It is all too easy at the start of the year to be weighed down by the pressure of the work, by the immensity of all the we needs must do and all that we are asked and directed to do. It is all too easy to set high goals for ourselves – and setting those high goals is, of course, critical! – but to see those goals as barriers to cross not benchmarks to achieve. It is all too easy to come into the year tired. Worn out. Pessimistic about the months ahead.

Guard against pessimism.

Remember, the students are watching us. All. The. Time.

In a society that rains pessimism down on them, would it not be refreshing – for them – if they did not receive the same from us? Would it not be wonderful for them to receive from us the reverse?

Optimism is a choice and choosing it over pessimism is a choice that we can and should make over-and-over again.

Our work is with kids. Our work is for the future. What could be better – or inspire more optimism – than that?

It is our choice to give into the morass of pessimism and our choice to embrace the freedom of optimism.

Which would you rather bring to your classroom and context this year?

Teach & Serve III, No. 3 – From Small Beginnings Come Great Things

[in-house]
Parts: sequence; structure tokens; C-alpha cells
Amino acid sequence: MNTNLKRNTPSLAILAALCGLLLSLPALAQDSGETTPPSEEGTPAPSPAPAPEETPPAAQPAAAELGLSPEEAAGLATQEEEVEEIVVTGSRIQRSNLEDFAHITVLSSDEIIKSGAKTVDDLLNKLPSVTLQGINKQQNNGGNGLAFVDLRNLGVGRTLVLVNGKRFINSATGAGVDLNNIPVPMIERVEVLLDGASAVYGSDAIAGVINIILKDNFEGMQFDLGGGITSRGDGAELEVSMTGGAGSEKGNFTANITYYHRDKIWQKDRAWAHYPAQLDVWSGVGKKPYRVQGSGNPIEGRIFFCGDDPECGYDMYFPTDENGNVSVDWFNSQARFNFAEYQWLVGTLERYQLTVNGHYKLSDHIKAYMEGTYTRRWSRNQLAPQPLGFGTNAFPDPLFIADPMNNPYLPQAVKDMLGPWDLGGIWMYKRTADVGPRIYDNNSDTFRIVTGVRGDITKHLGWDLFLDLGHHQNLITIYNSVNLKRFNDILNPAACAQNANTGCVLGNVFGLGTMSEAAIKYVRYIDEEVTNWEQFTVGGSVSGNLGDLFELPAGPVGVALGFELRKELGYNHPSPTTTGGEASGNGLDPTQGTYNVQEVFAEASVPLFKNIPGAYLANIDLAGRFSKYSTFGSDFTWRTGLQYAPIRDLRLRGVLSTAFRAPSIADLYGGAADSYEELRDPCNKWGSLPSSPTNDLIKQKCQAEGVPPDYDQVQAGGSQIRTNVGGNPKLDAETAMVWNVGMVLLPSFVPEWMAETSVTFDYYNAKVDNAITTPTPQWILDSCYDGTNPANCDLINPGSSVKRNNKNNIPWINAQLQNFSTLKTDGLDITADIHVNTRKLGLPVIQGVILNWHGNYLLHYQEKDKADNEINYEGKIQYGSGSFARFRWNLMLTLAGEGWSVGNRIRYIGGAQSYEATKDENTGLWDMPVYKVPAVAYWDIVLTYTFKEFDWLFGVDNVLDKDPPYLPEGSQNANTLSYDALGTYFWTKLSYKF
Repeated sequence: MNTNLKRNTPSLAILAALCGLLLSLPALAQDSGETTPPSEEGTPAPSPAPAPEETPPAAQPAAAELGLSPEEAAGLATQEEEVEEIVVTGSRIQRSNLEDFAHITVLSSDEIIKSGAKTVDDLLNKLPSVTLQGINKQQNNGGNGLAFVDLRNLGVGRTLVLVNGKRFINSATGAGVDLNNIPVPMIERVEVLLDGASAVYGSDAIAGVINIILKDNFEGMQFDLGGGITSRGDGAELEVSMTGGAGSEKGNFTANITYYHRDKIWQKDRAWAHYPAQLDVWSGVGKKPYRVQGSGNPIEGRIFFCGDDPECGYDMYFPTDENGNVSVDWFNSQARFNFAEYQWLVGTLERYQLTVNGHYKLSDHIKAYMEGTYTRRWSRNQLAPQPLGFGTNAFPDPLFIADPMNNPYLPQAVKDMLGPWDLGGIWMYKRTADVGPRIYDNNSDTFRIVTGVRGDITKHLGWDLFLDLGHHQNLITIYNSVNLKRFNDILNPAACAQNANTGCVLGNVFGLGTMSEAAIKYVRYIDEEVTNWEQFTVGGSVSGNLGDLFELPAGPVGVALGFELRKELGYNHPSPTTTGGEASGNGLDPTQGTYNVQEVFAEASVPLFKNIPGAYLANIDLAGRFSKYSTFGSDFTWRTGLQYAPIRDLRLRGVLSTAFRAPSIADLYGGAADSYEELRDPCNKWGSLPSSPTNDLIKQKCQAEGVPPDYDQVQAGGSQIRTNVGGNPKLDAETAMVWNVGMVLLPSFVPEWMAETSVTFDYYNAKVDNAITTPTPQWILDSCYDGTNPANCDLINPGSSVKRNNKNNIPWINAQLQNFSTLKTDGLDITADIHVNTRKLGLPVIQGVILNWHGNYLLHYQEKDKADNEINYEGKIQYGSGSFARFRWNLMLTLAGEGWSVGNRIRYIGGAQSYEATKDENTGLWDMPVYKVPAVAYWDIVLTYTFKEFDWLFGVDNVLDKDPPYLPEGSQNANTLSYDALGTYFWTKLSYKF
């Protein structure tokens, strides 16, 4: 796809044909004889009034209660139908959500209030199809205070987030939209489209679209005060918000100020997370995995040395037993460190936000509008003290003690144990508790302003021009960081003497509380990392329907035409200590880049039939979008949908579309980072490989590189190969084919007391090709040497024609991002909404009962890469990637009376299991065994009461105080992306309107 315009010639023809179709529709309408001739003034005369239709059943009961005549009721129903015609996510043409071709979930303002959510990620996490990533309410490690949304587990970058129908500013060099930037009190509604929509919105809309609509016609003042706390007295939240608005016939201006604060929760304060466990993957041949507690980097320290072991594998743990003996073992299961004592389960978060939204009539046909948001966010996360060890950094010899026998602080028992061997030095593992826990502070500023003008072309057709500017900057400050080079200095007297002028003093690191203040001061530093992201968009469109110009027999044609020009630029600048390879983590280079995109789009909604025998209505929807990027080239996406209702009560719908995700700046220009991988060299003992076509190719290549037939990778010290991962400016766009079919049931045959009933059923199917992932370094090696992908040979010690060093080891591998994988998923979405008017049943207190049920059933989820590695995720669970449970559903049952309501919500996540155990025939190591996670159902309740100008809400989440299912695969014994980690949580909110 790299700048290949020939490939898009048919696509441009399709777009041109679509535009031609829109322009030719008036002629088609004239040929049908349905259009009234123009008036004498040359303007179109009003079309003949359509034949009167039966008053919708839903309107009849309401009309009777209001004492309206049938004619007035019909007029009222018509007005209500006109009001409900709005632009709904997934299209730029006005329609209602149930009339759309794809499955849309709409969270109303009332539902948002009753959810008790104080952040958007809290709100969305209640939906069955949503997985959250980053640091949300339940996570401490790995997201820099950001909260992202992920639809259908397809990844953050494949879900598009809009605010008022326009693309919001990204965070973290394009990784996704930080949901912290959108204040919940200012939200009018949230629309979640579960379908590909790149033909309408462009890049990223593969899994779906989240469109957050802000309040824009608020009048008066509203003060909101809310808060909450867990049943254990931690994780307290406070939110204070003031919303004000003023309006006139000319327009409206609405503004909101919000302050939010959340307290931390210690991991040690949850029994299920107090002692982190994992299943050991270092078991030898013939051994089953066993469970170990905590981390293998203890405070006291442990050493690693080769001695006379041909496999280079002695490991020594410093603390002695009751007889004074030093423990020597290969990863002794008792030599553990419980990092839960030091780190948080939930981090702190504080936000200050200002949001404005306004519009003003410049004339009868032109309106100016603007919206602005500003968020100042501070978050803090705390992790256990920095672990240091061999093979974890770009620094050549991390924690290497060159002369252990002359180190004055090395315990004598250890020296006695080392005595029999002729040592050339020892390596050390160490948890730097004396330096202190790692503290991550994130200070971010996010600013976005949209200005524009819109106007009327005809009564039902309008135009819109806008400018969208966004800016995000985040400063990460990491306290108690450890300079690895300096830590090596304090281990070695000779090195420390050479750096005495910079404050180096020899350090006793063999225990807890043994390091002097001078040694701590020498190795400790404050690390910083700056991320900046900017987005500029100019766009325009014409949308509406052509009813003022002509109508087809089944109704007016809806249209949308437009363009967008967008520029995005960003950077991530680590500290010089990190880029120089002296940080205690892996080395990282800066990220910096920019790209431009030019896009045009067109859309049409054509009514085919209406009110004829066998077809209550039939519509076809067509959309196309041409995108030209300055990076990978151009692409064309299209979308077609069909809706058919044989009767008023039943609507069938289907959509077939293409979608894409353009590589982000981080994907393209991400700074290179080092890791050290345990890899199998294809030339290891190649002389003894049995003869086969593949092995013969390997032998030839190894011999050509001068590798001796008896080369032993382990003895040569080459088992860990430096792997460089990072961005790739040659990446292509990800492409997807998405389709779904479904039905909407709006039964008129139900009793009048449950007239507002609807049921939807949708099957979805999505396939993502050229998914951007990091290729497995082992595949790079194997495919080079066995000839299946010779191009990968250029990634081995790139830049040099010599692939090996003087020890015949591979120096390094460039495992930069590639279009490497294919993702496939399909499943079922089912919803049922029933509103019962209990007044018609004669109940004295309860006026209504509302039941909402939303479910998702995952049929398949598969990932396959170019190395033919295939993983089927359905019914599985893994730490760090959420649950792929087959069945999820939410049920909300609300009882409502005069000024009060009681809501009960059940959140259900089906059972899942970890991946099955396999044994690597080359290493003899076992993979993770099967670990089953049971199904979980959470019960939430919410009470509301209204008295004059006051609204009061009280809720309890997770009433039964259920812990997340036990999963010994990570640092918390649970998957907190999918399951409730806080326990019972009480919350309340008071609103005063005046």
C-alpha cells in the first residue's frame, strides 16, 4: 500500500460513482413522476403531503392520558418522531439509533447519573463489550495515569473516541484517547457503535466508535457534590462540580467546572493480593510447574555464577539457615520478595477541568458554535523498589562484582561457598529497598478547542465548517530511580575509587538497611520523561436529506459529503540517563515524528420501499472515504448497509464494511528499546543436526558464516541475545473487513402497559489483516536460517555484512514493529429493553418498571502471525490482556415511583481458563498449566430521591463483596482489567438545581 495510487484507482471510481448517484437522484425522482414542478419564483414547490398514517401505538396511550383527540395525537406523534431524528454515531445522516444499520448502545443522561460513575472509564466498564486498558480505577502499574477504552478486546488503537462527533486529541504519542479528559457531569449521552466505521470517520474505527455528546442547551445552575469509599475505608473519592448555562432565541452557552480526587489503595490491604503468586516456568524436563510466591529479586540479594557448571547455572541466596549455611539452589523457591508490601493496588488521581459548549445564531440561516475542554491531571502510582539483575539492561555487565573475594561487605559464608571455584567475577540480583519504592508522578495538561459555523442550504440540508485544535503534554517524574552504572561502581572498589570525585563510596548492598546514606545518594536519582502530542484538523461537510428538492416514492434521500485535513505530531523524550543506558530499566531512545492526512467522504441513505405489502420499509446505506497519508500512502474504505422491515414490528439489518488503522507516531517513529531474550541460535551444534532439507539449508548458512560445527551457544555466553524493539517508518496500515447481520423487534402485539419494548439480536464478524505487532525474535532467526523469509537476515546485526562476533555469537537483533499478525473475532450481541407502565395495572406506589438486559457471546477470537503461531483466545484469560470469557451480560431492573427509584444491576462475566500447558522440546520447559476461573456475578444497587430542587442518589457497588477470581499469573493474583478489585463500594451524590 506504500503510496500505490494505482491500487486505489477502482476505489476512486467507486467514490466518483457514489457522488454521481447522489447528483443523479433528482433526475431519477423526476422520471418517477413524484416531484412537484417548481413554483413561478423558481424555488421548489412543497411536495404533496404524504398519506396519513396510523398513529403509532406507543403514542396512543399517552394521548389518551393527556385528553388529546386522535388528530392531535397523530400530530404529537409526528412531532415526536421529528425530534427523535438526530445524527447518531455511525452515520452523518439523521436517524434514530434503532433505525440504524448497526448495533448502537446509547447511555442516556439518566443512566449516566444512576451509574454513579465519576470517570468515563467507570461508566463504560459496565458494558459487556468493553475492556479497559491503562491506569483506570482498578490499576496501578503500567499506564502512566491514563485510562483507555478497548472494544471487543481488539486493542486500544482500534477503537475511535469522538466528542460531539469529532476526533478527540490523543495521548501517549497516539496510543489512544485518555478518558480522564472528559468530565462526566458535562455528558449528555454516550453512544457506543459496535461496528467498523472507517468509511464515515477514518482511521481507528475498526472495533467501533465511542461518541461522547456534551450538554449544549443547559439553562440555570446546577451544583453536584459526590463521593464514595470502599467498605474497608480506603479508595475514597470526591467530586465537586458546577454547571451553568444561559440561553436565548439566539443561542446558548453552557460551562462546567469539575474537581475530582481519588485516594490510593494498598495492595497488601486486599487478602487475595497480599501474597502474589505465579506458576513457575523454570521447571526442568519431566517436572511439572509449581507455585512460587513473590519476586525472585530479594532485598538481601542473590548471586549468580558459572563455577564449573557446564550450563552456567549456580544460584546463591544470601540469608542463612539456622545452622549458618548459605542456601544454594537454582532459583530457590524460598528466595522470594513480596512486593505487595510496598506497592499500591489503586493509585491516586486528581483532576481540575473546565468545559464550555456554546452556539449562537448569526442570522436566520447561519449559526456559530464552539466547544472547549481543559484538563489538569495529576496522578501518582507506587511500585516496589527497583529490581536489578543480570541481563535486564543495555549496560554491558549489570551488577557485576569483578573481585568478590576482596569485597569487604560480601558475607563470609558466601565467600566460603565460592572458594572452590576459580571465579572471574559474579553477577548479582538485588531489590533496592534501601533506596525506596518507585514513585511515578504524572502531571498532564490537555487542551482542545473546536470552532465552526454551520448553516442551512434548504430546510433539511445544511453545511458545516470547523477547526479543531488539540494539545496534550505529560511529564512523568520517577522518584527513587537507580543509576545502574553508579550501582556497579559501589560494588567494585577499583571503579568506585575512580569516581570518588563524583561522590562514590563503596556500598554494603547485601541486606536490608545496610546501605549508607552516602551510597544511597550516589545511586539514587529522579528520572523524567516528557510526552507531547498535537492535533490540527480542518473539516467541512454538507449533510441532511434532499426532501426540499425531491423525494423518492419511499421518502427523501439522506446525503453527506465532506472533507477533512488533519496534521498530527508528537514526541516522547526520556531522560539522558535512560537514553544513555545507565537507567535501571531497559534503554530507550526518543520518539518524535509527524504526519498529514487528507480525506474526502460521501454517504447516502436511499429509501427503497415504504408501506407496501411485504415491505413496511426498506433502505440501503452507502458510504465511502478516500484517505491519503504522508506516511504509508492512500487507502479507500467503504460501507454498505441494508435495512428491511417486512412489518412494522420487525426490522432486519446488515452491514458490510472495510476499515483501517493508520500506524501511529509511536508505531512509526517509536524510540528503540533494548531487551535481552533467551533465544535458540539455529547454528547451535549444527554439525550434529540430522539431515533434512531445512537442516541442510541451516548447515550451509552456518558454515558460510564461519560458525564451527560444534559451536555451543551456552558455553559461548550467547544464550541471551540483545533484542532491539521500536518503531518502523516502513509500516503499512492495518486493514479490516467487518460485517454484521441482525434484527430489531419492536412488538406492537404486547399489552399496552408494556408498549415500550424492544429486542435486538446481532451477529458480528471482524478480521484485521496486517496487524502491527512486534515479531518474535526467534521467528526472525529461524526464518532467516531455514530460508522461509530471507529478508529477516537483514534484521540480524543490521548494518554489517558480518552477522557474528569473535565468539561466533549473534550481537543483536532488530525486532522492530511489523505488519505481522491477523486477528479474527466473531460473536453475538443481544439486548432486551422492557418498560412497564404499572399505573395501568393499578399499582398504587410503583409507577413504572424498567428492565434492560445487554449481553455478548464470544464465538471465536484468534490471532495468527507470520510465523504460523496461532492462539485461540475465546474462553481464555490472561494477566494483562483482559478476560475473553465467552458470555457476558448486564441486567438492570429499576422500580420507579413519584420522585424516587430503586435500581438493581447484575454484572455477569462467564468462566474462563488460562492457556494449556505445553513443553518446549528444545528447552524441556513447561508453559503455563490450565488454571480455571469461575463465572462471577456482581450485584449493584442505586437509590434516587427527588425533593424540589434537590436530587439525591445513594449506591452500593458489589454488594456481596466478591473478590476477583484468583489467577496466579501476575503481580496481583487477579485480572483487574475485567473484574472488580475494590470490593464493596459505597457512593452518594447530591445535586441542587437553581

Teach & Serve III, No. 3

From Small Beginnings Come Great Things

August 23, 2017

The beginning of school years is a time to think big, to dream big, to reach out and make goals and stare bravely into the limitless sky.

In Cleveland, OH in the mid 1930’s, two young men, sons of Jewish immigrants to the United States, dreamed they would collaborate on a newspaper comic strip that would be distributed far-and-wide, that would be popular and that would make them financially secure.

 

In Chicago, IL in the early 1970’s, a young woman found confidence in herself as she danced in the chorus of a production of West Side Story, found pride in herself listening to the words of Dr. Martin Luther King, jr and found strength to think big as she looked to the Space Race and dreamed of being an astronaut.